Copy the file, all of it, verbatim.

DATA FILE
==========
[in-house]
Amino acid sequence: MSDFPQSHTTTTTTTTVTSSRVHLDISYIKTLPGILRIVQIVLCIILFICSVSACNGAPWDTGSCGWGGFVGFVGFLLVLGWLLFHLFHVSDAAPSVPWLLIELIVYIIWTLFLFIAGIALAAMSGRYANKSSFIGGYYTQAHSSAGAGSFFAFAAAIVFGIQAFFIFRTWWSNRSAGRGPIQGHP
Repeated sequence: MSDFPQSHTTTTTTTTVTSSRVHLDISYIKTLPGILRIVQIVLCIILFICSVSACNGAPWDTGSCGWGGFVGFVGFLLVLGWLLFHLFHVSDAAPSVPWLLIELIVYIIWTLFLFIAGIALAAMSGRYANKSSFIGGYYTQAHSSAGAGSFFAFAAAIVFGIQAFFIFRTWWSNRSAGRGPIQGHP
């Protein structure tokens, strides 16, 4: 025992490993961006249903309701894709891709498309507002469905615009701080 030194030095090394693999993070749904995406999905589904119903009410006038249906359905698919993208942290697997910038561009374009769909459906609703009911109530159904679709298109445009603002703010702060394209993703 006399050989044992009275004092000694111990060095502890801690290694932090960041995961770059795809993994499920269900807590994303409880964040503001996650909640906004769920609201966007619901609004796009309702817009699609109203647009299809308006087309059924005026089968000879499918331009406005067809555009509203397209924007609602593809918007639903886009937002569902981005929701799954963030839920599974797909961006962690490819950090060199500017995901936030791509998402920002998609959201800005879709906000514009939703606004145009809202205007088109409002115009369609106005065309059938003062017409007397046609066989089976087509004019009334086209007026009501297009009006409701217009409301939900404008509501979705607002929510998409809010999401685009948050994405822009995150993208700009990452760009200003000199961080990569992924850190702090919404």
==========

[in-house]
Amino acid sequence: MSDFPQSHTTTTTTTTVTSSRVHLDISYIKTLPGILRIVQIVLCIILFICSVSACNGAPWDTGSCGWGGFVGFVGFLLVLGWLLFHLFHVSDAAPSVPWLLIELIVYIIWTLFLFIAGIALAAMSGRYANKSSFIGGYYTQAHSSAGAGSFFAFAAAIVFGIQAFFIFRTWWSNRSAGRGPIQGHP
Repeated sequence: MSDFPQSHTTTTTTTTVTSSRVHLDISYIKTLPGILRIVQIVLCIILFICSVSACNGAPWDTGSCGWGGFVGFVGFLLVLGWLLFHLFHVSDAAPSVPWLLIELIVYIIWTLFLFIAGIALAAMSGRYANKSSFIGGYYTQAHSSAGAGSFFAFAAAIVFGIQAFFIFRTWWSNRSAGRGPIQGHP
């Protein structure tokens, strides 16, 4: 025992490993961006249903309701894709891709498309507002469905615009701080 030194030095090394693999993070749904995406999905589904119903009410006038249906359905698919993208942290697997910038561009374009769909459906609703009911109530159904679709298109445009603002703010702060394209993703 006399050989044992009275004092000694111990060095502890801690290694932090960041995961770059795809993994499920269900807590994303409880964040503001996650909640906004769920609201966007619901609004796009309702817009699609109203647009299809308006087309059924005026089968000879499918331009406005067809555009509203397209924007609602593809918007639903886009937002569902981005929701799954963030839920599974797909961006962690490819950090060199500017995901936030791509998402920002998609959201800005879709906000514009939703606004145009809202205007088109409002115009369609106005065309059938003062017409007397046609066989089976087509004019009334086209007026009501297009009006409701217009409301939900404008509501979705607002929510998409809010999401685009948050994405822009995150993208700009990452760009200003000199961080990569992924850190702090919404």